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01 August 2014

church information office

African ministry: Donald Arden, on becoming Bishop of Malawi in 1961 

African ministry: Donald Arden, on becoming Bishop of Malawi in 1961 

The Rt Revd Dr Tom Butler writes:

THE Rt Revd Donald Arden died peacefully at home in Romsey, surrounded by his family, on 18 July, aged 98. He had been Archbishop of Central Africa from 1971 to 1980. He was appointed CBE in 1981.

Donald was born in Boscombe on 12 April 1916, the youngest of three sons. When he was nine, the family moved to Australia. In 1934, he returned to England to Leeds University, before training for the priesthood at Mirfield. The College of the Resurrection's Catholic spirituality formed much of his long ministry.

He was ordained in 1939, and served as a curate in London, experiencing the first heavy wartime bombing of the city. In 1943, he joined the staff of a mission in Pretoria, South Africa. From there, he ministered to rural and city parishes, ran a school-feeding programme for 5000 children, and started a successful Scout troop.

From 1951 to 1961, Donald was Director of the Usuthu Mission in Swaziland. He worked with his team to increase the ministry to people over a large area, and built St Christopher's Secondary School, to which the Paramount Chief sent his son. Donald was always interested in farming, and surprised people by growing excellent pineapples. Pineapples are now the country's main crop.

On 30 November 1961, Donald was consecrated Bishop of Nyasaland. He spoke of his early years in the diocese as being difficult. Hardly any of the clergy, black or white, had a bicycle that worked; and their housing was dreadful. The five "White" congregations - Blantyre, Limbe, Zomba, Mulanje, and Thyolo - were not diocesan parishes but were called the "European Chaplaincy". In May 1962, a joint meeting of the Chaplaincy and Diocesan Standing Committee decided unanimously that the chaplaincy would be part of the diocese.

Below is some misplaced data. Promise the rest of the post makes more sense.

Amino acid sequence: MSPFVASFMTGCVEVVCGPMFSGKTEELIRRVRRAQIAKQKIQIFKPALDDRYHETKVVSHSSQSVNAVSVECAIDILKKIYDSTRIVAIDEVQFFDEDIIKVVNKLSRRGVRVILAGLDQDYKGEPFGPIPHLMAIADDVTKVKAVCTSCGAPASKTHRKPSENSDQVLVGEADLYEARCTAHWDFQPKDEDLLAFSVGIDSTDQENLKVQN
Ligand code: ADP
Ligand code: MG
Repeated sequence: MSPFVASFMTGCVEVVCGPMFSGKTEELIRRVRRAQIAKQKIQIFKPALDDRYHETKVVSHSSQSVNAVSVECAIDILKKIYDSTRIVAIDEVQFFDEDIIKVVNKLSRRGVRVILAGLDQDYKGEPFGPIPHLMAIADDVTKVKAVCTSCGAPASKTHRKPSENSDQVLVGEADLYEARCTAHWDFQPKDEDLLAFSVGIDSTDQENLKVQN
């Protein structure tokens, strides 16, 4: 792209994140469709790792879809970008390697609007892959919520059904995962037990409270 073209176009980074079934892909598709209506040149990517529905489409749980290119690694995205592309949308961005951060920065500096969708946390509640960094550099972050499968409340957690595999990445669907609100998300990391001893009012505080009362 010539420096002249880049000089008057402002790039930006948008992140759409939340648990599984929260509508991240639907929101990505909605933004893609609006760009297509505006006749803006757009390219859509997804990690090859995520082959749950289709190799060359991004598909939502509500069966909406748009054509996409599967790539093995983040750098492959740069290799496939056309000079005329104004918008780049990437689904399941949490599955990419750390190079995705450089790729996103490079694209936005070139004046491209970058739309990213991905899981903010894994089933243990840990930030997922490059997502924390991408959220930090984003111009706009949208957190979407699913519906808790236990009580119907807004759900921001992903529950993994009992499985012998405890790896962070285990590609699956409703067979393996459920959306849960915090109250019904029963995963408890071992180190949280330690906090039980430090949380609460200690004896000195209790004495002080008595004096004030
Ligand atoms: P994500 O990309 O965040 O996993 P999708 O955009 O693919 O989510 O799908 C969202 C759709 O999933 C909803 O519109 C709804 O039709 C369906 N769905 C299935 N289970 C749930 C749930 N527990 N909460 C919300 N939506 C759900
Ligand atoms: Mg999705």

At a diocesan synod that year, Donald insisted that new clergy needed to be trained at three levels: at least a handful of graduates, who would have to be trained in other countries; the majority of at least Junior Certificate standard, trained at St John's Seminary in Lusaka, in neighbouring Zambia, part of the Province of Central Africa; and a single group of ten or more older men for a shorter course, to tide the diocese over for the next 15 years. To enable this, he exhorted everyone to learn to give. Every Anglican in the diocese should give to God the fruits of one day's work each month, whether the money was earned, or the crops were grown, or the fish was caught.

In January 1962, Donald met Jane Riddle when she took some of her pupils who were Sea Rangers to Mponda's to paint the mission buildings. In September, the couple started 52 years of married life, in which they were later blessed with two sons, Bazil and Chris, bothof whom continue to return to Malawi.

Donald and Jane spent the first four months of 1963 speaking in England and the United States to raise funds for the diocese. While in Texas, Donald addressed the diocesan convention. It subsequently agreed to form a companion-diocese relationship with Malawi. In 1965, Dr Art Johnson, accompanied by his wife Nan and their three children, came to be the Diocesan Medical Officer. They brought a container of equipment for the new St Luke's Hospital. Healthcare in Africa remained close to Donald's heart for the rest of his life.